When I was a child, I spoke like a child, I thought like a child, I reasoned like a child. When I became a man, I gave up childish ways. – 1 Corinthians 13:11
I had a really weird dream two nights ago. I am still a little troubled by the vividness of it.
In my dream, I was being forced to have an arranged marriage. I entered a room full of encouraging well-wishers, all excited to present their chosen bride. I recognized the faces of the people. I knew them all. They all wore plastered smiles on their faces, the faces of people overjoyed to present a wonderful gift. One by one they shook my hand, encouraging me, telling me that I would love “her”. As the crowd parted, I saw my would-be bride. Standing before me was a rather large, slow-moving, very old nun, with gnarled and sagging skin, stooped over and supported by a cane, dressed complete with a habit, and wearing a dangling large gold crucifix around her neck.
I was stunned.
This was the bride they had been so excited about. This was the beauty they were presenting. This was the love they had promised. I was appalled and confused. Was this who they were really offering?
My confusion turned into obvious dislike. Some in the crowd gently asked, “Are you not pleased with your bride? She has much to offer. Great wealth, history, influence, and stability.” I said, “Those are wonderful. But you promised great beauty, and I see none, feel none.” Then another part of the crowd spoke up, “Oh you carnal young man. How shallow are your requirements? You find no beauty because you don’t know what beauty is. She is beautiful.” “She has respectable qualities”, I replied, not wanting to insult the crowd. “How blind are you? How lost are you? How naïve can you get?” the crowd asked. “What do you want? Perfection? You are not perfect yourself. You have nothing to offer, but she, she can offer you so much.”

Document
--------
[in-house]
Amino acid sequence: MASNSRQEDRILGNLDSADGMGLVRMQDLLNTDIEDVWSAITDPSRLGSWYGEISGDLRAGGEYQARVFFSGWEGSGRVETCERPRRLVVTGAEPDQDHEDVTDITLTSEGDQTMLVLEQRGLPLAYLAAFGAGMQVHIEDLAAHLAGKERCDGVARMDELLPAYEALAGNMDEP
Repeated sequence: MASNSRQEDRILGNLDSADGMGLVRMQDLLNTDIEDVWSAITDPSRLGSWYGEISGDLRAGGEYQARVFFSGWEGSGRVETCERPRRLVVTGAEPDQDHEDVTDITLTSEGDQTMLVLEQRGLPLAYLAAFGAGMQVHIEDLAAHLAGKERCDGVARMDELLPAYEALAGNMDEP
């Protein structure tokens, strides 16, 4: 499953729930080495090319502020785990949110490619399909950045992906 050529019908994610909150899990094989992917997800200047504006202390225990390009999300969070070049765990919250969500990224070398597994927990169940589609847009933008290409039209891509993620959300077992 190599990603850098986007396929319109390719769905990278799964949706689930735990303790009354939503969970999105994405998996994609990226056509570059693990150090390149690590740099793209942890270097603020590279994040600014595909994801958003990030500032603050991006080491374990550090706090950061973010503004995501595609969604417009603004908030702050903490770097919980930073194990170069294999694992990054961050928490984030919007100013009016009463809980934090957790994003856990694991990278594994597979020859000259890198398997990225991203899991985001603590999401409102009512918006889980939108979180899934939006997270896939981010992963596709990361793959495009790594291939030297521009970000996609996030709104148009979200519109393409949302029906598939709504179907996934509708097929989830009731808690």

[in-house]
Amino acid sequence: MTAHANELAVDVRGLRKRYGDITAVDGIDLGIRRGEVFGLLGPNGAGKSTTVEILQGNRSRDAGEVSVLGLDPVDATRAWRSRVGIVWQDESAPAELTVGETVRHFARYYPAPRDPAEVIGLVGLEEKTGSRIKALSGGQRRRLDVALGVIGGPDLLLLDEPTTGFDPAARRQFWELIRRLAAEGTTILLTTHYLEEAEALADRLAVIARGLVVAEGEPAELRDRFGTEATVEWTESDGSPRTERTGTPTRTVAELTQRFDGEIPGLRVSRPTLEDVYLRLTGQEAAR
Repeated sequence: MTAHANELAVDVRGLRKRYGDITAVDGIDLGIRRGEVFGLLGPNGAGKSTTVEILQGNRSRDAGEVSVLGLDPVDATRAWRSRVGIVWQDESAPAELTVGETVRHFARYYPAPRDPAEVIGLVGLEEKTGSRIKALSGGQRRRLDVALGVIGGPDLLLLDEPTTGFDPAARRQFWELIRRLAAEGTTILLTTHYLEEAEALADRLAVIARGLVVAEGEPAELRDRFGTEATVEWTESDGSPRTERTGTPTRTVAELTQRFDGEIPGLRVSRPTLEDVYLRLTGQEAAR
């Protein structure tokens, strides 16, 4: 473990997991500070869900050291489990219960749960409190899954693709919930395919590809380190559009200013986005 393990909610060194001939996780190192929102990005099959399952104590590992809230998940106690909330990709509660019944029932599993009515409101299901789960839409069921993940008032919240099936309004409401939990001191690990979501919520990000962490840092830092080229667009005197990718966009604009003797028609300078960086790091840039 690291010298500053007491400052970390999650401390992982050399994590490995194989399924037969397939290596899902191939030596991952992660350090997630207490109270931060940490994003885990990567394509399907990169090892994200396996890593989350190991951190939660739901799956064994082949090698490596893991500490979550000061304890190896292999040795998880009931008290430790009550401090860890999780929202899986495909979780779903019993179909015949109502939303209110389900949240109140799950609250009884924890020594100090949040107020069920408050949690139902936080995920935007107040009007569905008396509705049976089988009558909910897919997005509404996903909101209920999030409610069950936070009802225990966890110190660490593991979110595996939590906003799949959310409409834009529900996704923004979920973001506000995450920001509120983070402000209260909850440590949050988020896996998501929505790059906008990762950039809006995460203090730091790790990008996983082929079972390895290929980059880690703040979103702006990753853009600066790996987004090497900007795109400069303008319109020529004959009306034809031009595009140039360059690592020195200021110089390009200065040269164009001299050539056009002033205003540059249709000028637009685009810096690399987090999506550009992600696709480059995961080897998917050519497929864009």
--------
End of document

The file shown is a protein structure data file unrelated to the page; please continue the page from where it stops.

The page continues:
The crowd, now turning into an upset mob said as one as they surrounded me and the old woman. Tighter and tighter their circle around us got, pushing us closer together. The closer I was to her, the more despicable she became. She hissed at me, saying, “Who do you think you are to not love me? Look at all these people who have loved me. Look at what I have done for them. And you, in your arrogance, won’t embrace me? You foolish boy.” I was a few steps away from her. She was holding up her arms to embrace me, with her left hand holding her crucifix necklace out to me. I could feel the push of the crowd inch by inch moving me forward.
Then I heard a baby’s cry. I could not see any baby, but I could hear it. And it seemed I was the only one in the crowd who heard it, since the others were too busy trying to execute the forced marriage. I turned to where I thought I heard the baby, and ducked under the legs of the crowd, crawling determinedly to get away from that old woman and find the helpless child instead.
I saw a door in the far wall past the growing crowd, and I stood up and made a run for it. I could hear the disappointed crowd’s accusations. “Fool! Fool! Fool!” they chanted. “Fool!” I looked back the old woman, who was now inflating herself bigger and bigger, whether she absorbed the crowd or squashed them, I do not know. I knew that if I didn’t make it out the door soon I would be crushed by her.
With much urgency, I ran to the door, only to find it locked. I asked the white man by the door for a key but he did not reply. I sought around the door frame but could find none. I tried to pull and push the door but it would not move. I could sense the old woman growing towards me quickly. In my desperation I started knocking on the door, calling for someone on the other side. When that didn’t work, I started banging on it. Harder and harder I banged on the door, desperate to escape the ugliness about to envelope me.